Recall that just because we get a small Pvalue and therefore a "statistically significant result" when testing \(H_{0} \colon \beta_{1}\) = 0, it does not imply that \(\beta_{1}\) will be meaningfully different from 0. This exercise is designed to illustrate this point. The Practical dataset contains 1000 (x, y) data points.
 Create a fitted line plot and perform a standard regression analysis on the data set. (See Minitab Help Sections Performing a basic regression analysis and Creating a fitted line plot).
 Interpret the \(R^{2}\) value. Does there appear to be a strong linear relation between x and y?
 Use the Minitab output to conduct the test \(H_{0} \colon \beta_{1}\) = 0. (We'll cover this formally in Lesson 2, but for the purposes of this exercise reject \(H_{0}\) if the Pvalue for \(\beta_{1}\) is less than 0.05.) What is your conclusion about the relationship between x and y?
 Use the Minitab output to calculate a 95% confidence interval for \(\beta_{1}\). (Again, we'll cover this formally in Lesson 2, but for the purposes of this exercise use the formula \(b_{1}\) ± 2 × se (\(b_{1}\)). Since the sample is so large, we can just use a tvalue of 2 in this confidence interval formula.) Interpret your interval. Suppose that if the slope \(\beta_{1}\) is 1 or more, then the researchers would deem it to be meaningfully different from 0. Does the interval suggest, with 95% confidence, that \(\beta_{1}\) is meaningfully different from 0?
 Summarize the apparent contradiction you've found. What do you think is causing the contradiction? And, based on your findings, what would you suggest you should always do, whenever possible when analyzing data?
4.1  The fitted regression equation is y = 5.0062 + 0.09980 x.
4.2  \(R^{2} = 24.3%\) of the sample variation in y can be explained by the variation in x. There appears to be a moderate linear association between the variables.
4.3  The pvalue is 0.000 suggesting a significant linear association between y and x.
4.4  The interval is 0.09980 ± 2(0.0058) or (0.0882, 0.1114). Since this interval excludes the researchers’ threshold of 1, \(\beta_1\) is not meaningfully different from 0.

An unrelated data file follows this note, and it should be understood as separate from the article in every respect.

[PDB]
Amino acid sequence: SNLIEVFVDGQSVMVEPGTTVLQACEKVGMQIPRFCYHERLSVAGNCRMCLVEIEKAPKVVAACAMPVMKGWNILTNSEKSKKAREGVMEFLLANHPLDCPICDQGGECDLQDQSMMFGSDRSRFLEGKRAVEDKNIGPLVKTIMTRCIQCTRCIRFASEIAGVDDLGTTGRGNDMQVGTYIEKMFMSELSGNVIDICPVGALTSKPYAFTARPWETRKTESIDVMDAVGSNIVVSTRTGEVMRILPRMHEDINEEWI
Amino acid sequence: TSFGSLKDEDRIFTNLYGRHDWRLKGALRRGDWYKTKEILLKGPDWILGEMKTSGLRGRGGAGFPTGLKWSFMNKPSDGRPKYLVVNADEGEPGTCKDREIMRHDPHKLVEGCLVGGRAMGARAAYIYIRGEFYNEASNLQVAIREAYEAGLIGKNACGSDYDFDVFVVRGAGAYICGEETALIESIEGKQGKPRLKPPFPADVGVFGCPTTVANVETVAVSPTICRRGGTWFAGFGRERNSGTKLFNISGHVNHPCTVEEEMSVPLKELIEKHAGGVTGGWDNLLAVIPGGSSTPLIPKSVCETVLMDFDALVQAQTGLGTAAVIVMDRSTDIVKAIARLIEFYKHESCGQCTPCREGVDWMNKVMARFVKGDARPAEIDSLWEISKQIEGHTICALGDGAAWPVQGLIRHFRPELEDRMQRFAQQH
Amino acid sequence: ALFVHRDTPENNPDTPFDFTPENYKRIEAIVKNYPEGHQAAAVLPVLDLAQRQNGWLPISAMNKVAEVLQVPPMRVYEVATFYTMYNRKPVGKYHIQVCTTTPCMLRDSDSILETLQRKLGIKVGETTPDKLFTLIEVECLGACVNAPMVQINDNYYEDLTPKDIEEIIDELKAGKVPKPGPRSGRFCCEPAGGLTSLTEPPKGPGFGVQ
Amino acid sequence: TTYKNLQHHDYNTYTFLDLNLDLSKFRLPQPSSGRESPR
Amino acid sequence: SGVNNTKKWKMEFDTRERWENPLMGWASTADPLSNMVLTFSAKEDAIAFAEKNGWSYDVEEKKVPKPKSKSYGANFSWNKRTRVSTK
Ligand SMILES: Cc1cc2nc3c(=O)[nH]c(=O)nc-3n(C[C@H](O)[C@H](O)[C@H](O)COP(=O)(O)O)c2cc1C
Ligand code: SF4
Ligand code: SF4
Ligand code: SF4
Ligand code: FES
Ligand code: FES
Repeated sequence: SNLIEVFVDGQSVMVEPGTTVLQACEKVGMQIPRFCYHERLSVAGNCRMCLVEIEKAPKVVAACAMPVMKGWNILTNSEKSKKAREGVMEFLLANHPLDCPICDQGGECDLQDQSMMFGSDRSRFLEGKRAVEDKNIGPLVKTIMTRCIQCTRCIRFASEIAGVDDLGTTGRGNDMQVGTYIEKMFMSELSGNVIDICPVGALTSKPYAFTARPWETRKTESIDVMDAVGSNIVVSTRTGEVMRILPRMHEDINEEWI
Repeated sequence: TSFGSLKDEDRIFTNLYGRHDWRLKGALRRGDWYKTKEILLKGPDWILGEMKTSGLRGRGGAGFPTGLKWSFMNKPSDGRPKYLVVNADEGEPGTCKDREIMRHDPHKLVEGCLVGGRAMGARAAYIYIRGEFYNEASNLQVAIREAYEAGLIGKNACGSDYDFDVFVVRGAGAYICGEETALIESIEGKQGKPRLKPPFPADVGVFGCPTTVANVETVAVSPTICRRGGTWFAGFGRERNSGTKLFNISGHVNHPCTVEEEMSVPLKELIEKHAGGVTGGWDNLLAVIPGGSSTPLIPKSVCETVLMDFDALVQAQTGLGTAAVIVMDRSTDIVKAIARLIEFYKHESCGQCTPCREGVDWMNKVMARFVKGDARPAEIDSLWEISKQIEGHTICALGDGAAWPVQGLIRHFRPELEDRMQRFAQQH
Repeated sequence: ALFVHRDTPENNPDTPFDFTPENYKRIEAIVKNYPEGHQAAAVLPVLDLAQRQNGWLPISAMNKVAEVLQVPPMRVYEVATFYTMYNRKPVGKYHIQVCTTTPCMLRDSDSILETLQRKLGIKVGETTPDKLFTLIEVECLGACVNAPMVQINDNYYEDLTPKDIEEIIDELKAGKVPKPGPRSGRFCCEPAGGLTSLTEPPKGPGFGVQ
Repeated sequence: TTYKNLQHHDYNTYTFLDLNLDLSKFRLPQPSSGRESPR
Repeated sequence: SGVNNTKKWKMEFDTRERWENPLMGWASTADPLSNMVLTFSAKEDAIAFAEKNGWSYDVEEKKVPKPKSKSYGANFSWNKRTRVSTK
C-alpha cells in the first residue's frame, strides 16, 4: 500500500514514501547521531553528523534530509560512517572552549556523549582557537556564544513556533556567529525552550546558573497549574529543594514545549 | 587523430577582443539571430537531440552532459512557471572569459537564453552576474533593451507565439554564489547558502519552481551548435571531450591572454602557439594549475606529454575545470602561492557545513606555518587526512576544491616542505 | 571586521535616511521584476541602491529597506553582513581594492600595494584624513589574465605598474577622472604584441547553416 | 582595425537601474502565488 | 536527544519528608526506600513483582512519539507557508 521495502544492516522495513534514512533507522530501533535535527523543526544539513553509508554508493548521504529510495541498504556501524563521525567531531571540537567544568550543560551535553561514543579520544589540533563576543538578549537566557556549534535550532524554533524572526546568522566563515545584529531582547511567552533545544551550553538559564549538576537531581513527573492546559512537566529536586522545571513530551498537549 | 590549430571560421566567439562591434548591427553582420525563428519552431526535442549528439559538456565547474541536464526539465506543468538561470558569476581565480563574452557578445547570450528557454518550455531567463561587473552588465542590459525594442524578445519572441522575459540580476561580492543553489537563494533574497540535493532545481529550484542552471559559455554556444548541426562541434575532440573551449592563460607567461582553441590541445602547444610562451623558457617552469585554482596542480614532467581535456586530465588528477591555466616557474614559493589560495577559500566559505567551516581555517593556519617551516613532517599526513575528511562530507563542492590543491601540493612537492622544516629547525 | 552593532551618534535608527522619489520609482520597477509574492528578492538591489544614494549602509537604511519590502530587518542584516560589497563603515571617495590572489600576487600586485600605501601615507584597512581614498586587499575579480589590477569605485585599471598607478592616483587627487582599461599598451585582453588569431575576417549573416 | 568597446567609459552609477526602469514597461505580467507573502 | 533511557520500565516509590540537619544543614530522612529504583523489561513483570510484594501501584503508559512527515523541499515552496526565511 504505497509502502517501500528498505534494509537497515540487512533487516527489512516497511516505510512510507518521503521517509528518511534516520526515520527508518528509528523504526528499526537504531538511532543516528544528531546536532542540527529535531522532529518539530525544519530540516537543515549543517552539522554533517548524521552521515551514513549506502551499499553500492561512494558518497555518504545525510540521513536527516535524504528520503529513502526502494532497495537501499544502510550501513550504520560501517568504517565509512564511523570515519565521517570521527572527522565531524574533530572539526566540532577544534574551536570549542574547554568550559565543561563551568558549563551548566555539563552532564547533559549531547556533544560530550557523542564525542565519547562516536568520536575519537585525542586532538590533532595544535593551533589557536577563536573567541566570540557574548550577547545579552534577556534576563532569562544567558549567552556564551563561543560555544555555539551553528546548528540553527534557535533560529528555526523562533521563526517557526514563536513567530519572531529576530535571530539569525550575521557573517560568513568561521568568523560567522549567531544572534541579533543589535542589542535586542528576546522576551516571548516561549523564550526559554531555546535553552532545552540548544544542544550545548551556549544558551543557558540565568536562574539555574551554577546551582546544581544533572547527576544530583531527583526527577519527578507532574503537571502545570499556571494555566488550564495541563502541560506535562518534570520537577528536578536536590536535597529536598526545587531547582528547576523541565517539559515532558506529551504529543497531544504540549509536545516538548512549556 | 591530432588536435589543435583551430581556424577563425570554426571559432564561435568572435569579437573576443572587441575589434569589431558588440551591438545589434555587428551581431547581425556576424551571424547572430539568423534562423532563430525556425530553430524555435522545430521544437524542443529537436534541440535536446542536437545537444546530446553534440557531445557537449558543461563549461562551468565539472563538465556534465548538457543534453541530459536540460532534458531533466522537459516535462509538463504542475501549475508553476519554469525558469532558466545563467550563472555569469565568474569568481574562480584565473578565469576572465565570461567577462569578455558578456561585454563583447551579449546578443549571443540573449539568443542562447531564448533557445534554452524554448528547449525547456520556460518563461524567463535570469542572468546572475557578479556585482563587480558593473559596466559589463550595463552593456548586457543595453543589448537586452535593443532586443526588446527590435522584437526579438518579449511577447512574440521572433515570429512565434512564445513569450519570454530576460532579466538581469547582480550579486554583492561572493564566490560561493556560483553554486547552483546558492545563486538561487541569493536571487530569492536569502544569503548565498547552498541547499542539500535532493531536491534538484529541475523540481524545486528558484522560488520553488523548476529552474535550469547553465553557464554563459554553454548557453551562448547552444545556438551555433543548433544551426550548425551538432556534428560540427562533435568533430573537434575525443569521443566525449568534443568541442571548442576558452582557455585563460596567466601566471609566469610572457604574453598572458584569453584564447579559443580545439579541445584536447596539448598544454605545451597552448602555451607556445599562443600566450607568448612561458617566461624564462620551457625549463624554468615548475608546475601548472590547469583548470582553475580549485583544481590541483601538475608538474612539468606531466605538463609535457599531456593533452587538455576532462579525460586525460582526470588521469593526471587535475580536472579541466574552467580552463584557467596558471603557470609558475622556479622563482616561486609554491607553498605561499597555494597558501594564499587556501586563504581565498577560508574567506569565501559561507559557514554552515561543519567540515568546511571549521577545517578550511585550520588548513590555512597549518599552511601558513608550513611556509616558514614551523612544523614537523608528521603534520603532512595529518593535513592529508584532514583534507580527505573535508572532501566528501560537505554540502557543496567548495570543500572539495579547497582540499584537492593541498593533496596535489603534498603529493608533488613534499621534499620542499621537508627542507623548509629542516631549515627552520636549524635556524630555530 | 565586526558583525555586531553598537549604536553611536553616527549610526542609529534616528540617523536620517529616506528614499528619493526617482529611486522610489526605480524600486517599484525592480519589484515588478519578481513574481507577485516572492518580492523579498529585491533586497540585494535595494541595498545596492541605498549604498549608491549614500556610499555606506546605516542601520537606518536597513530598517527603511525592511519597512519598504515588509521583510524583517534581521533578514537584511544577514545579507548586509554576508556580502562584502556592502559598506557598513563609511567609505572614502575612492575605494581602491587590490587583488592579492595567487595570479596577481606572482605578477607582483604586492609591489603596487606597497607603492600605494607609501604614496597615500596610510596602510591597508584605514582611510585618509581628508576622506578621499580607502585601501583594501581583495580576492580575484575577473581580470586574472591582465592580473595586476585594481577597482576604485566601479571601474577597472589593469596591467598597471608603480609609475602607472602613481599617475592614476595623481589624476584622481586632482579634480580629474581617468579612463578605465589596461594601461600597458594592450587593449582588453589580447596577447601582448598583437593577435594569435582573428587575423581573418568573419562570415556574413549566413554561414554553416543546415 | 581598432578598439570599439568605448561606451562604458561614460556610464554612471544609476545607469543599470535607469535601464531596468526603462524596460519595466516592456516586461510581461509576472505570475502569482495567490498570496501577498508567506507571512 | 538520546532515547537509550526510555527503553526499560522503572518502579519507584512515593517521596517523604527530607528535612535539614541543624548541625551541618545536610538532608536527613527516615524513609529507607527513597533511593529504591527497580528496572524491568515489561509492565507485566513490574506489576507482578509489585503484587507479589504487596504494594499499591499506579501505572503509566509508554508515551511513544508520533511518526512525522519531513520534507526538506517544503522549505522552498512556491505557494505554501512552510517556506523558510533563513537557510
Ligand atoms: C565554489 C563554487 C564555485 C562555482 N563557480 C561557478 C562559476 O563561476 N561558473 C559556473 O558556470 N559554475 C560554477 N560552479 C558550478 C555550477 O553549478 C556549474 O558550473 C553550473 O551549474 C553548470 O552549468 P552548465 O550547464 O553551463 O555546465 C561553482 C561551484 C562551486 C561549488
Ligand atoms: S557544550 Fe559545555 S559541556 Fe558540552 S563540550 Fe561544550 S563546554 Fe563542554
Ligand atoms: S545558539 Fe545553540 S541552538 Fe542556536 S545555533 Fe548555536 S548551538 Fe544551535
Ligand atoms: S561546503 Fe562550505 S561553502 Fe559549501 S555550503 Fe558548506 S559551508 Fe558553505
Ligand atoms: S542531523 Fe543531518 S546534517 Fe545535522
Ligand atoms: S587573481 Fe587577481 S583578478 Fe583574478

4.5  The large sample size results in a sample slope that is significantly different from 0, but not meaningfully different from 0. The scatterplot, which should always accompany a simple linear regression analysis, illustrates.
 A large Rsquared value does not necessarily imply useful predictions
The Old Faithful dataset contains data on 21 consecutive eruptions of Old Faithful geyser in Yellowstone National Park. It is believed that one can predict the time until the next eruption (next), given the length of time of the last eruption (duration).
 Use Minitab to quantify the degree of linear association between next and duration. That is, determine and interpret the \(R^{2}\) value.
 Use Minitab to obtain a 95% prediction interval for the time until the next eruption if the last eruption lasted 3 minutes. (See Minitab Help Section  Performing a multiple regression analysis  with options). Interpret your prediction interval. (We'll cover Prediction Intervals formally in Lesson 3, so just use your intuitive notion of what a Prediction Interval might mean for this exercise.)
 Suppose you are a "rat race tourist" who knows that you can only spend up to one hour waiting for the next eruption to occur. Is the prediction interval too wide to be helpful to you?
 Is the title of this section appropriate?
5.1  \(R^{2} = 74.91%\) of the sample variation in the next can be explained by the variation in duration. There is a relatively high degree of linear association between the variables.
5.2  The 95% prediction interval is (47.2377, 73.5289), which means we’re 95% confident that the time until the next eruption if the last eruption lasted 3 minutes will be between 47.2 and 73.5 minutes.
5.3  If we can only wait 60 minutes, this interval is too wide to be helpful to us since it extends beyond 60 minutes.
1.9  Hypothesis Test for the Population Correlation Coefficient
1.9  Hypothesis Test for the Population Correlation CoefficientThere is one more point we haven't stressed yet in our discussion about the correlation coefficient r and the coefficient of determination \(R^{2}\) — namely, the two measures summarize the strength of a linear relationship in samples only. If we obtained a different sample, we would obtain different correlations, different \(R^{2}\) values, and therefore potentially different conclusions. As always, we want to draw conclusions about populations, not just samples. To do so, we either have to conduct a hypothesis test or calculate a confidence interval. In this section, we learn how to conduct a hypothesis test for the population correlation coefficient \(\rho\) (the greek letter "rho").
In general, a researcher should use the hypothesis test for the population correlation \(\rho\) to learn of a linear association between two variables, when it isn't obvious which variable should be regarded as the response. Let's clarify this point with examples of two different research questions.
Consider evaluating whether or not a linear relationship exists between skin cancer mortality and latitude. We will see in Lesson 2 that we can perform either of the following tests:
 ttest for testing \(H_{0} \colon \beta_{1}= 0\)
 ANOVA Ftest for testing \(H_{0} \colon \beta_{1}= 0\)